Legal work during the AIDS Crisis: Alan Farrar
17 Sep 2021
As part of a new series from HALC featuring the longstanding lawyers behind the service for PLHIV, this interview with Alan Farrar discusses the work he did during the height of the AIDS crisis in Melbourne.
When did you start volunteering at HALC? What areas did you (or currently) practice in within your capacity at HALC?
I started in 2010. I handle estate planning matters: Wills, Enduring Financial Powers of Attorney & Appointment of Medical Treatment Decision Makers (the new, cumbersome version of Medical Powers of Attorney).
What were the most common issues that clients approached you with during your time spent at HALC?
Clients want either to make a Will of modify an existing one. As most clients I meet at HALC are either single or in a domestic partnership, it is critically important that they also obtain an Enduring Financial Powers of Attorney (EPA) and an Appointment of Medical Treatment Decision Makers (Med Treat).
An EPA enables the client to appoint one or more people to act on his or her behalf for financial and related legal matters while he or she is alive but unable to act for him or herself.
The Med Treat enables the client to appoint a Medical Treatment Decision Maker and an alternate one. Such person can then decide which doctor and which hospital the appointor sees or attends and can authorise medical operations and medication.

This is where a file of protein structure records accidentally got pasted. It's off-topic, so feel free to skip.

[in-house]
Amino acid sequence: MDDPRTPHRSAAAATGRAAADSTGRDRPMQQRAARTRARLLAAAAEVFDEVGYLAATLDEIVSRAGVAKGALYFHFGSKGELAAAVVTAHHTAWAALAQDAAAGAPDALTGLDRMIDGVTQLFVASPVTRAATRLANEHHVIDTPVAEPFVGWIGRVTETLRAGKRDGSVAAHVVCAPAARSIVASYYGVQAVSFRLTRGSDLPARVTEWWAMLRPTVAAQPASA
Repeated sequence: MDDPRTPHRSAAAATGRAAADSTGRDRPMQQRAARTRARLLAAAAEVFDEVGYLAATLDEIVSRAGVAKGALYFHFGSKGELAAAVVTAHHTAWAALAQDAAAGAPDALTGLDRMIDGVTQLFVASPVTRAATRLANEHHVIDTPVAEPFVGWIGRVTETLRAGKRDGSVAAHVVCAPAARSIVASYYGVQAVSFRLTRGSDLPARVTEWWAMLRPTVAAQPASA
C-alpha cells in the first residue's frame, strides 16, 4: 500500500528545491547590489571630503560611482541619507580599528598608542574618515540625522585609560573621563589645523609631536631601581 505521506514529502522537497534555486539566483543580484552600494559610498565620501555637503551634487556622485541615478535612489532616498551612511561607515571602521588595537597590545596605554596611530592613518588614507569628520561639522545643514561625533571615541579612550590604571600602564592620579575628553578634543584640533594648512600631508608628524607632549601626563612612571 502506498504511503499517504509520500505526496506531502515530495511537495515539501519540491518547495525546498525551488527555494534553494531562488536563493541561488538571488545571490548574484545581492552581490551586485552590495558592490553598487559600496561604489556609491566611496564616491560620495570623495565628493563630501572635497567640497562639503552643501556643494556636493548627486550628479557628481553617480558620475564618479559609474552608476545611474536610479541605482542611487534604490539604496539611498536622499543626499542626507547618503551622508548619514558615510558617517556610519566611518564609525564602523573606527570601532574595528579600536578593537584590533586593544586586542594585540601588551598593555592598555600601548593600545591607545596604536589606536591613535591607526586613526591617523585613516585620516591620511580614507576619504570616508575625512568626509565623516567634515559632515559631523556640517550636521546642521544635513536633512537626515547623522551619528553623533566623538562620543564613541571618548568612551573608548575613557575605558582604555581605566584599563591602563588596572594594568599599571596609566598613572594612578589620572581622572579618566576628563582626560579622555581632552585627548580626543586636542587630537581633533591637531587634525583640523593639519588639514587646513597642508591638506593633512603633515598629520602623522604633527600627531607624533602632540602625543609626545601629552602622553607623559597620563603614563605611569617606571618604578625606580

If a client does not have either or both these documents and the need for one or both arises and the client is not in a position to give instructions for the relevant document to be produced, someone, acting on the client’s behalf, has to approach the Victorian Civil and Administrative Tribunal (‘VCAT’) and ask to be appointed as the clients Administrator (financial & legal matters) or Guardian (medical matters) or both.
Once appointed, the Administrator or Guardian has to report back to VCAT every year and itemise every act he or she has done using that power. VCAT have a responsibility to check that the appointment(s) they have made is being used appropriately.
Understandable, but very time consuming and intrusive.
How did the general public respond to your work?
Most appreciate what is being done and the need for doing it.
Reflecting on your experience volunteering at HALC - if you could give a piece of advice to a practising lawyer today, what would it be?
Am I naïve in thinking that a lawyer will act for someone in exactly the same way for who has HIV/AIDS as for someone who doesn’t?
Rather than give advice to a practising lawyer, my advice is to anyone with HIV/AIDS: If you encounter a lawyer who in anyway exhibits negative behaviour towards you on the basis of your HIV/AIDS, sack that lawyer immediately and look elsewhere. Don’t waste time!